Social accountability in primary health care facilities in Tanzania: Results from Star Rating Assessment

PLoS One. 2022 Jul 25;17(7):e0268405. doi: 10.1371/journal.pone.0268405. eCollection 2022.

Abstract

Background: Star Rating Assessment (SRA) was initiated in 2015 in Tanzania aiming at improving the quality of services provided in Primary Healthcare (PHC) facilities. Social accountability (SA) is among the 12 assessment areas of SRA tools. We aimed to assess the SA performance and its predictors among PHC facilities in Tanzania based on findings of a nationwide reassessment conducted in 2017/18.

Methods: We used the SRA database with results of 2017/2018 to perform a cross-sectional secondary data analysis on SA dataset. We used proportions to determine the performance of the following five SA indicators: functional committees/boards, display of information on available resources, addressing local concerns, health workers' engagement with local community, and involvement of community in facility planning process. A facility needed four indicators to be qualified as socially accountable. Adjusted odds ratios (AOR) with 95% confidence intervals (CI) were used to determine facilities characteristics associated with SA, namely location (urban or rural), ownership (private or public) and level of service (hospital, health centre or dispensary).

Results: We included a total of 3,032 PHC facilities of which majority were dispensaries (86.4%), public-owned (76.3%), and located in rural areas (76.0%). On average, 30.4% of the facilities were socially accountable; 72.0% engaged with local communities; and 65.5% involved communities in facility planning process. Nevertheless, as few as 22.5% had functional Health Committees/Boards. A facility was likely to be socially-accountable if public-owned [AOR 5.92; CI: 4.48-7.82, p = 0.001], based in urban areas [AOR 1.25; 95% CI: 1.01-1.53, p = 0.038] or operates at a level higher than Dispensaries (Health centre or Hospital levels).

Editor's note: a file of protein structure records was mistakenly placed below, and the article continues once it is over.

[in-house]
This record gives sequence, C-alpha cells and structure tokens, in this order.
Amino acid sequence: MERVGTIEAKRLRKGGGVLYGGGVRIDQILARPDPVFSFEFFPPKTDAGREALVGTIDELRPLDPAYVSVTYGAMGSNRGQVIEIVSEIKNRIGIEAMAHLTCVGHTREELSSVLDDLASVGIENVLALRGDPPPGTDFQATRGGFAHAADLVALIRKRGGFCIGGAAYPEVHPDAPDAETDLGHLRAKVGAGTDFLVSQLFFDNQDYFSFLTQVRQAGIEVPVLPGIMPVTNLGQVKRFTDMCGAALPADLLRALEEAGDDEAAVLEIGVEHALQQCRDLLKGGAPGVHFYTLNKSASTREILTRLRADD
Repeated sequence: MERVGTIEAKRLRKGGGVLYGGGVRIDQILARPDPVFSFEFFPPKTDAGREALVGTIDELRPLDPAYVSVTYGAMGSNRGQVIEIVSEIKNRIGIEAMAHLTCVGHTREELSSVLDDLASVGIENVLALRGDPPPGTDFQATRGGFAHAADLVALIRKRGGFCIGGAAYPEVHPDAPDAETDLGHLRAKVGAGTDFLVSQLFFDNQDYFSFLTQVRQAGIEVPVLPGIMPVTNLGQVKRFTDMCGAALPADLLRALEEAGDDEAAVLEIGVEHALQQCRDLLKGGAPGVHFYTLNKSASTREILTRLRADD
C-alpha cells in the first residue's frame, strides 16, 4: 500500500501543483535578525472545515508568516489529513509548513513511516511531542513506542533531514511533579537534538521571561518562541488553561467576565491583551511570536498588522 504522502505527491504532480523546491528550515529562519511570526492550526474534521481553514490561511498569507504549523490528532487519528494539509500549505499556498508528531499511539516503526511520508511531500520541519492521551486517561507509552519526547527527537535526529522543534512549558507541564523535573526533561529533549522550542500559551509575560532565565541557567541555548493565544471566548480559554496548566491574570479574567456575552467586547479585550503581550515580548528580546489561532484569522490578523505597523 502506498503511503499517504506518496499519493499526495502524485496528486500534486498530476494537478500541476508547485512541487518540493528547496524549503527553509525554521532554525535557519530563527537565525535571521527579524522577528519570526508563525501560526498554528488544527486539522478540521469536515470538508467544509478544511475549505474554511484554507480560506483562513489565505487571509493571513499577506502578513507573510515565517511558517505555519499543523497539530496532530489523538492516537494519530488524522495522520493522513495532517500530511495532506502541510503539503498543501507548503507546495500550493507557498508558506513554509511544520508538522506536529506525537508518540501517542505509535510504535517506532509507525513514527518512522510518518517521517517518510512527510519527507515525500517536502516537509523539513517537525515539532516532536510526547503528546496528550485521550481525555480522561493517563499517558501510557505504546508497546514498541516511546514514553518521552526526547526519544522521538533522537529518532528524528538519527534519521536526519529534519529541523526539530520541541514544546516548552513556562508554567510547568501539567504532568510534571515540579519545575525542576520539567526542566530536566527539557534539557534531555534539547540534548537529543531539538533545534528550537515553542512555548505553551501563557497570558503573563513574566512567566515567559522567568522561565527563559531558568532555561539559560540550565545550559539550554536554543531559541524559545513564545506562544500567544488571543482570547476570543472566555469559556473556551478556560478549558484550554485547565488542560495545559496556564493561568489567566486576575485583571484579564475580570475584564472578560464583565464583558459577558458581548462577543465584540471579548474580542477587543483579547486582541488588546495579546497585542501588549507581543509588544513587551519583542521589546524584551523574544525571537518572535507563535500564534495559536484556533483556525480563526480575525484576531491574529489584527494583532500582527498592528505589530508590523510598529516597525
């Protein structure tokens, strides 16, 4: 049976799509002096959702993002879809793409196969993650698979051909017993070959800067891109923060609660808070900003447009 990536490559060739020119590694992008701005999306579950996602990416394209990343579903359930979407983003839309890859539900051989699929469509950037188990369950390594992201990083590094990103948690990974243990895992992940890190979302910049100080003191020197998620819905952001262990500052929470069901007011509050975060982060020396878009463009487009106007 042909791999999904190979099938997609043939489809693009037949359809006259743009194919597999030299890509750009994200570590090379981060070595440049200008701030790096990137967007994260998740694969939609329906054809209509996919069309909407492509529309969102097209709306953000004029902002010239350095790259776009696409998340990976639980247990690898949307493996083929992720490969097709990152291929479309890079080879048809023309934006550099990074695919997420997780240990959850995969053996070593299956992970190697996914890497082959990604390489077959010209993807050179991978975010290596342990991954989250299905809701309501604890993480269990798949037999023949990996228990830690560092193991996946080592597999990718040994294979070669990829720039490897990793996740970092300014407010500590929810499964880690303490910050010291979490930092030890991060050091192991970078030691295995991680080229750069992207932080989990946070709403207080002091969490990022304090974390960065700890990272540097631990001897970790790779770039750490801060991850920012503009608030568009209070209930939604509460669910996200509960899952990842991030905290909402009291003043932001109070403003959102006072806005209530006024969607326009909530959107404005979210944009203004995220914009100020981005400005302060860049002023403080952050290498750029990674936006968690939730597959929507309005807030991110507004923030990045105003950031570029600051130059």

Conclusion: Most of the Tanzanian PHC facilities are not socially accountable and therefore much effort in improving the situation should be done. The efforts should target the lower-level facilities, private-owned and rural-based PHC facilities. Regional authorities must capacitate facility committees/boards and ensure guidelines on SA are followed.

MeSH terms

  • Cross-Sectional Studies
  • Health Facilities*
  • Humans
  • Primary Health Care
  • Social Responsibility*
  • Tanzania

Grants and funding

The author(s) received no specific funding for this work.